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Let $R$ be a ring with $1$ and $N$ be a submodule of an $R$-module $M$.

Prove that $M$ is finitely generated if $N$ and $M/N$ are finitely generated.

There are two definitions of "finitely generated" for me to use:

  1. $M$ is finitely generated if $\exists k\in \mathbb{Z}^+, m_1,m_2,\cdots,m_k\in M$ such that $M=Rm_1+Rm_2+\cdots+Rm_k$.
  2. $M$ is finitely generated if there exists a surjective $R$-module homomorphism $\phi : \delta\rightarrow M$, where $\delta$ is free of finite rank.

Any suggestion on which definition will make the proof easier?

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It's really a preference. If this is your first exposure to modules, and you like doing things concretely, 1. would be better.

If you know about short exact sequences, then 2. will give you a more "hands off" solution.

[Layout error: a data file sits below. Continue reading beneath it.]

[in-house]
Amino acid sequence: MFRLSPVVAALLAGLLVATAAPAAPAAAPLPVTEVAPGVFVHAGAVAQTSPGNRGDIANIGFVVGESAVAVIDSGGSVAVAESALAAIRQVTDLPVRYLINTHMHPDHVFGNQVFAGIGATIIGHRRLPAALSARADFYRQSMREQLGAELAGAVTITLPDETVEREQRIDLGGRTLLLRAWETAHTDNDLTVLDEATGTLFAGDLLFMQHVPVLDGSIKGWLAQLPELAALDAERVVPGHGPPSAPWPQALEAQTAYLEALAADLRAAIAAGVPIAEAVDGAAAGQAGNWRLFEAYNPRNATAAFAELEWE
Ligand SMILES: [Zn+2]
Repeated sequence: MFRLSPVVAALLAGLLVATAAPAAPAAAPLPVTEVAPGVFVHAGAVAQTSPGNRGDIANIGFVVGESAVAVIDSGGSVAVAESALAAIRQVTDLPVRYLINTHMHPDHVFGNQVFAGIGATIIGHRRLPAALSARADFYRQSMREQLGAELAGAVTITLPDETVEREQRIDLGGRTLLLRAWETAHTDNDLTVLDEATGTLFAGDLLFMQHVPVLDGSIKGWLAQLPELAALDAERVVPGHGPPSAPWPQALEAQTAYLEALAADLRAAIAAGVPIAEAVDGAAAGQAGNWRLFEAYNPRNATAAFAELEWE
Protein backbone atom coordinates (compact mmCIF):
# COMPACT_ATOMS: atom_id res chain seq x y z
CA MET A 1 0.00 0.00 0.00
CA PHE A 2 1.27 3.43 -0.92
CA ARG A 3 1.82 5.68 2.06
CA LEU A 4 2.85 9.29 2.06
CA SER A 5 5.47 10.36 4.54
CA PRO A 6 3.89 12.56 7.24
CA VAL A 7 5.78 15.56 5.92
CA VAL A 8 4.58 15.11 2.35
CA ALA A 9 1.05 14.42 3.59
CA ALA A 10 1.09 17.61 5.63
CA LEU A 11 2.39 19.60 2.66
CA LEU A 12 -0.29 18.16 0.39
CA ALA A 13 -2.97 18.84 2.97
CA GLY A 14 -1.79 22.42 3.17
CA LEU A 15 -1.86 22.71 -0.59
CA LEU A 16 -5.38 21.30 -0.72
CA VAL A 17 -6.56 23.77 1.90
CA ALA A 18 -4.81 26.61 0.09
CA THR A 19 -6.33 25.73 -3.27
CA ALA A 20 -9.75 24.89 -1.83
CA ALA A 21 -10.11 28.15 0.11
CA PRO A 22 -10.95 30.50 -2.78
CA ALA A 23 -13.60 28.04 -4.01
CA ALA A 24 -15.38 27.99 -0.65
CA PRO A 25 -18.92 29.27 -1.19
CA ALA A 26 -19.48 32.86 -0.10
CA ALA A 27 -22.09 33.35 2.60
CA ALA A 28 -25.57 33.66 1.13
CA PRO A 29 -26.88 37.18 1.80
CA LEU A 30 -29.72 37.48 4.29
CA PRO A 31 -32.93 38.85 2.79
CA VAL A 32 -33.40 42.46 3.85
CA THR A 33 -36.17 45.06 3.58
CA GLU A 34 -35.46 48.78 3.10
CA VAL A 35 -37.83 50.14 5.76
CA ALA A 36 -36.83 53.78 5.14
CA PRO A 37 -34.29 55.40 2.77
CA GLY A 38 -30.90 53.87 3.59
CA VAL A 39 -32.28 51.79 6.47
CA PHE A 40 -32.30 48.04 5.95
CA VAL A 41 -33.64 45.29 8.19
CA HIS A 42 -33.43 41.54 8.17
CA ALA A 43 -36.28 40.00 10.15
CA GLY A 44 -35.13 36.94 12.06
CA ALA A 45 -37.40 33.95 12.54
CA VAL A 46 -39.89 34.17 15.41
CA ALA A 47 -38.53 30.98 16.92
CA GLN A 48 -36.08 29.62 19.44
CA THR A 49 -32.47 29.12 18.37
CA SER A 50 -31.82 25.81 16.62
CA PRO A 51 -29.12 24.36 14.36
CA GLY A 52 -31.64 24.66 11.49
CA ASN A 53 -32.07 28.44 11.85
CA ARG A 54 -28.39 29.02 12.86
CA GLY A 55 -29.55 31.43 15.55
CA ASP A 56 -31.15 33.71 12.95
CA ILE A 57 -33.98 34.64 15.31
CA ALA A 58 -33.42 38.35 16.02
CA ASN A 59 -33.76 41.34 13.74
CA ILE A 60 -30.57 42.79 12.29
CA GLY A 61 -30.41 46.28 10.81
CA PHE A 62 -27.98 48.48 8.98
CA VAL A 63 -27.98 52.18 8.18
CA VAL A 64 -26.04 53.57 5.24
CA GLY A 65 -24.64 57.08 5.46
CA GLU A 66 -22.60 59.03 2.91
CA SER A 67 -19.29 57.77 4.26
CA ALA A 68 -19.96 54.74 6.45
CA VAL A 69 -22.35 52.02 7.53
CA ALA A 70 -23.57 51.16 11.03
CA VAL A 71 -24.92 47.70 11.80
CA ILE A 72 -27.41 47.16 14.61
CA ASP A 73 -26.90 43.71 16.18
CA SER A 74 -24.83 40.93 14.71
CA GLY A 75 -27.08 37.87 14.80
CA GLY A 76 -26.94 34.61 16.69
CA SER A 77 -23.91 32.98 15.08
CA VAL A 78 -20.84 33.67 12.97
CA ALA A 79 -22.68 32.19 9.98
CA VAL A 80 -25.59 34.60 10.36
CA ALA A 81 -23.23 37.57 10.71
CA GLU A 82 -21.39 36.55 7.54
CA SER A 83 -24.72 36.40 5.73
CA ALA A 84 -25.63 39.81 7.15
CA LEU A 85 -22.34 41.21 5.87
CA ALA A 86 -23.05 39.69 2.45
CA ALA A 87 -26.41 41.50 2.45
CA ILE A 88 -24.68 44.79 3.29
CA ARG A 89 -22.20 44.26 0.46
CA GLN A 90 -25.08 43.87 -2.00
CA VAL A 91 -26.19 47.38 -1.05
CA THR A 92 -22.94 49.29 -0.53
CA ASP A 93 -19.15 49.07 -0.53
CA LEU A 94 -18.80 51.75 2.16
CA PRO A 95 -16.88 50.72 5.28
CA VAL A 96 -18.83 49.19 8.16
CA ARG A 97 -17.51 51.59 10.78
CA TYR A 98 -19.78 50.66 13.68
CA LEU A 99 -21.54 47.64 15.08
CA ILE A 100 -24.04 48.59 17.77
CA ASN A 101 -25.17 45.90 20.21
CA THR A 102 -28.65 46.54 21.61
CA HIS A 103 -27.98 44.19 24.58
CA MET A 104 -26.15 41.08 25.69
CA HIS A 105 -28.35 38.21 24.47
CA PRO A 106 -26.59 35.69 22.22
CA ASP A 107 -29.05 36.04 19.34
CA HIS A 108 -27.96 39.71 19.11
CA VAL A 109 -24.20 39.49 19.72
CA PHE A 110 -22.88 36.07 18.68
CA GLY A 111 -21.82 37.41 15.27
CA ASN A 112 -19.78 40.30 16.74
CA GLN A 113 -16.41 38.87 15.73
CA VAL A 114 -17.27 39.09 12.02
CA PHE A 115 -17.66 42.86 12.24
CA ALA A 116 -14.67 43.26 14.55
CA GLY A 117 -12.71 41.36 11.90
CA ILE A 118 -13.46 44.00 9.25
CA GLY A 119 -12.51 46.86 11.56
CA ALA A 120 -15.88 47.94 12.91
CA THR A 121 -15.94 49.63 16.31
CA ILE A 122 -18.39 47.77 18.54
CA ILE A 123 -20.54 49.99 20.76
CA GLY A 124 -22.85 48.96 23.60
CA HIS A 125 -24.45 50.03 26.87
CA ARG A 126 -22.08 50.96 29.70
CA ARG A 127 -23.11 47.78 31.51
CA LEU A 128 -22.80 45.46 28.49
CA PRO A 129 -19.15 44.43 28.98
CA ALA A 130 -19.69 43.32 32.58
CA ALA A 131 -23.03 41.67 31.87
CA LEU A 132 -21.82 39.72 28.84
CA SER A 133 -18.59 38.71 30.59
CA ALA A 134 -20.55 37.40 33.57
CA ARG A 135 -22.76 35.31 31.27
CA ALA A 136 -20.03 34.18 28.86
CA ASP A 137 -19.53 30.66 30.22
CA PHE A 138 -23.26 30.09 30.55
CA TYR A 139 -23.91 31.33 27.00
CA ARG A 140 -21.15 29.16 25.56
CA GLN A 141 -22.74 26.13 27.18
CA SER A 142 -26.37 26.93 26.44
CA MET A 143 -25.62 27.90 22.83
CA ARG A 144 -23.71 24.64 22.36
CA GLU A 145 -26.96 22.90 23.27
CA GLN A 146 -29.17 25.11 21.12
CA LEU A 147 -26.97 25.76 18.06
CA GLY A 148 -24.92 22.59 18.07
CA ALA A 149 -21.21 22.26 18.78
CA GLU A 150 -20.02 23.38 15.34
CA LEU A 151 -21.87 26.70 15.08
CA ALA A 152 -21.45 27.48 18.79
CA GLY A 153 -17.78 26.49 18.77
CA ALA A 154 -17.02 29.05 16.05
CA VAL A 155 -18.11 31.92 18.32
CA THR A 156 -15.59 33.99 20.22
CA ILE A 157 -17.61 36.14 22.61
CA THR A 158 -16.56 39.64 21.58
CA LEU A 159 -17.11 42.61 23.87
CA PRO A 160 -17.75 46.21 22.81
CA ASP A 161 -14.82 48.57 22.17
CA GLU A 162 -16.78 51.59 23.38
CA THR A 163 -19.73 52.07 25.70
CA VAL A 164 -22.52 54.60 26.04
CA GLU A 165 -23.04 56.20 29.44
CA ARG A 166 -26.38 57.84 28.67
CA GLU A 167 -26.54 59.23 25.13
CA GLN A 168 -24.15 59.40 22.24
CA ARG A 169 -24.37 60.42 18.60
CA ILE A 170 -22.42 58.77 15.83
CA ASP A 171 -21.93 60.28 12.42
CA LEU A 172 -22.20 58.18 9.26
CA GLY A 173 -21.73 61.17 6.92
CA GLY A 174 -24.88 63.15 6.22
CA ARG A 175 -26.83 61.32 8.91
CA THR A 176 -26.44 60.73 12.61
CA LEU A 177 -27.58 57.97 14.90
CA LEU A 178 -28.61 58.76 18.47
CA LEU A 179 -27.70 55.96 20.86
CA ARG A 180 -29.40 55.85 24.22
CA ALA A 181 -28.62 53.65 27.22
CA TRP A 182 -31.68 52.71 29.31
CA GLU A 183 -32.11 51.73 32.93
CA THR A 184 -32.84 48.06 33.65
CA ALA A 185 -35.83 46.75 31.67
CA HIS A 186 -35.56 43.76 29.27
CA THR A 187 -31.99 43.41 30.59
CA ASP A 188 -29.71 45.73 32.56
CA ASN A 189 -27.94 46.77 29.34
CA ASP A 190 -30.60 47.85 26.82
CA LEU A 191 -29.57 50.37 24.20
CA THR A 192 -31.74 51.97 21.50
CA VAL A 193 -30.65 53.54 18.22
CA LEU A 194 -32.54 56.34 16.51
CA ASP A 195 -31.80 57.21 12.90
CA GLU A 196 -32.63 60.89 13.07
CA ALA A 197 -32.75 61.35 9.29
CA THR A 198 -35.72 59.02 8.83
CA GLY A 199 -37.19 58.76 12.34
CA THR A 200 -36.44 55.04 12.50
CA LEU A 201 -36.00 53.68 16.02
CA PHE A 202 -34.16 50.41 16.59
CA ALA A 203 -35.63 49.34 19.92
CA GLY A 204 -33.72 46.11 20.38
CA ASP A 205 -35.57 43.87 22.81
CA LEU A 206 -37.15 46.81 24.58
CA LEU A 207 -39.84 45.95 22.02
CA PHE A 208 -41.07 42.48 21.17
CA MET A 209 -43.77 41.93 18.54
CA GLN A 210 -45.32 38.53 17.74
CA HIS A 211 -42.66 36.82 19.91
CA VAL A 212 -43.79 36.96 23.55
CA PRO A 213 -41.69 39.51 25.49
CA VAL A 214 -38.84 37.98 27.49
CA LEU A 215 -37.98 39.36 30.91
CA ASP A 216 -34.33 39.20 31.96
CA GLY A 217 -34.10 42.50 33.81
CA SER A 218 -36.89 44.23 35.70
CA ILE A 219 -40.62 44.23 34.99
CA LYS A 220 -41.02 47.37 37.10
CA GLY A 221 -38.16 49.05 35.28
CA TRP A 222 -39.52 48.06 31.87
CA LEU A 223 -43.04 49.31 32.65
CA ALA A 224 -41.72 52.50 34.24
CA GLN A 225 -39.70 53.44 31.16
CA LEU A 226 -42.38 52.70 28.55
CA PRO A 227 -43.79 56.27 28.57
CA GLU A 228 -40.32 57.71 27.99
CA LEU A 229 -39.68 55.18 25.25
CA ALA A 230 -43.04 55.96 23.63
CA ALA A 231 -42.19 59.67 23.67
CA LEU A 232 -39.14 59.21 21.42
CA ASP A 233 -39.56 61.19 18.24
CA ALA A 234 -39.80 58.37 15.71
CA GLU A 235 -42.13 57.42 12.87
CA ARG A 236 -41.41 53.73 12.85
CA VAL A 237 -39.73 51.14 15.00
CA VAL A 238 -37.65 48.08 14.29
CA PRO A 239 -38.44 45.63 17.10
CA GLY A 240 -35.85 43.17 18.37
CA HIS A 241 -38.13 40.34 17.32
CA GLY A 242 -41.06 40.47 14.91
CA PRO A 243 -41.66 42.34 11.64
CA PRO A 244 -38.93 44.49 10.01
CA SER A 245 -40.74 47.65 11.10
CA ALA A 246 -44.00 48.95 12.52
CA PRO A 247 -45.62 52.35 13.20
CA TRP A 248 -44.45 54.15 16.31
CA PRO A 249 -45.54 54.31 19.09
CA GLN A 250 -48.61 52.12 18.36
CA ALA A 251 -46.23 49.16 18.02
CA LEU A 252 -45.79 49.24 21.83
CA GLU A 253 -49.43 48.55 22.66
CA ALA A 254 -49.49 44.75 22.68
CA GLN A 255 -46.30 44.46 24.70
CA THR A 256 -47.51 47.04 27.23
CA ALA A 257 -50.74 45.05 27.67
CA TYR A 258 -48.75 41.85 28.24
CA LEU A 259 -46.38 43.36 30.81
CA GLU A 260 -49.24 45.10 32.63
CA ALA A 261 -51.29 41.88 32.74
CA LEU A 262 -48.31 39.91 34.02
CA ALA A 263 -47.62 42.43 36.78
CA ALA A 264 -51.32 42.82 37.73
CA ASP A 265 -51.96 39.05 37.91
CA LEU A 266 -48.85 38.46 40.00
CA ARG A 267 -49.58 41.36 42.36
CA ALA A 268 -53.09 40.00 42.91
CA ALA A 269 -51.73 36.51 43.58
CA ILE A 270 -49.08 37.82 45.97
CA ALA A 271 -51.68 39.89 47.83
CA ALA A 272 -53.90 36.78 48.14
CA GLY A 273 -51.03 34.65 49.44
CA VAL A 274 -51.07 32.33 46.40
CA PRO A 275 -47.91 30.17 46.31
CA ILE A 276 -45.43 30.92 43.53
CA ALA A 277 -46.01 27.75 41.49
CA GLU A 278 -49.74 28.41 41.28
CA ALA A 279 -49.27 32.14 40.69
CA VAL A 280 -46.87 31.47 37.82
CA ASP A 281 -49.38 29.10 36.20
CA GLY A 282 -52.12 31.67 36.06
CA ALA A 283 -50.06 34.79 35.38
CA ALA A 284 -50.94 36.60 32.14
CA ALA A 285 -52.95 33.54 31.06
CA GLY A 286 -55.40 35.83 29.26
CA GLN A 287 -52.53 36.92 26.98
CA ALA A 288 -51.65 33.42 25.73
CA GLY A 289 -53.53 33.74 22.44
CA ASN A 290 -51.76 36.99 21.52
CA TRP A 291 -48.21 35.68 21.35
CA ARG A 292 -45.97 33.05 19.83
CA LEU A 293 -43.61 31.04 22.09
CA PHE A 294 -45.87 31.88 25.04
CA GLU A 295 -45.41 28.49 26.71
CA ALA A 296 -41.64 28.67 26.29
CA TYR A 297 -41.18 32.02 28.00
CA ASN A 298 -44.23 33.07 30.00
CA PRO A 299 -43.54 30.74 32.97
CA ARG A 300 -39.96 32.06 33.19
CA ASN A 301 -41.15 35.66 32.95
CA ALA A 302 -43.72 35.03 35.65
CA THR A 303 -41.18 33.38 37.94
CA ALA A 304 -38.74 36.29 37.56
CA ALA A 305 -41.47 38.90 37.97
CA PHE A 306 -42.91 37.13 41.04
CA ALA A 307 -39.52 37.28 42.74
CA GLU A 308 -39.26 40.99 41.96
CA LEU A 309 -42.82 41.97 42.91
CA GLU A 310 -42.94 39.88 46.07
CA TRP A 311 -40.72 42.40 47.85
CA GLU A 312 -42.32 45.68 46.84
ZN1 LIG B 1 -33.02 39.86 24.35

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  • $\begingroup$ I am new to modules. Using first definition, we have $N=Rn_1+\cdots+Rn_k$ and $M/N=Rm_1N+\cdots+Rm_lN$. How to get $M$ from this? $\endgroup$ – user130916 Apr 7 '14 at 23:26
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    $\begingroup$ Let's pick an arbitrary $m\in M$, and let $\overline m \in M/N$ be the image of $m$ in $M/N$. Then $m = \overline m + n$ for some $n$. (in the last sentence $\overline m$ is $m$ "reduced modulo $N$") $\endgroup$ – chriseur Apr 7 '14 at 23:28

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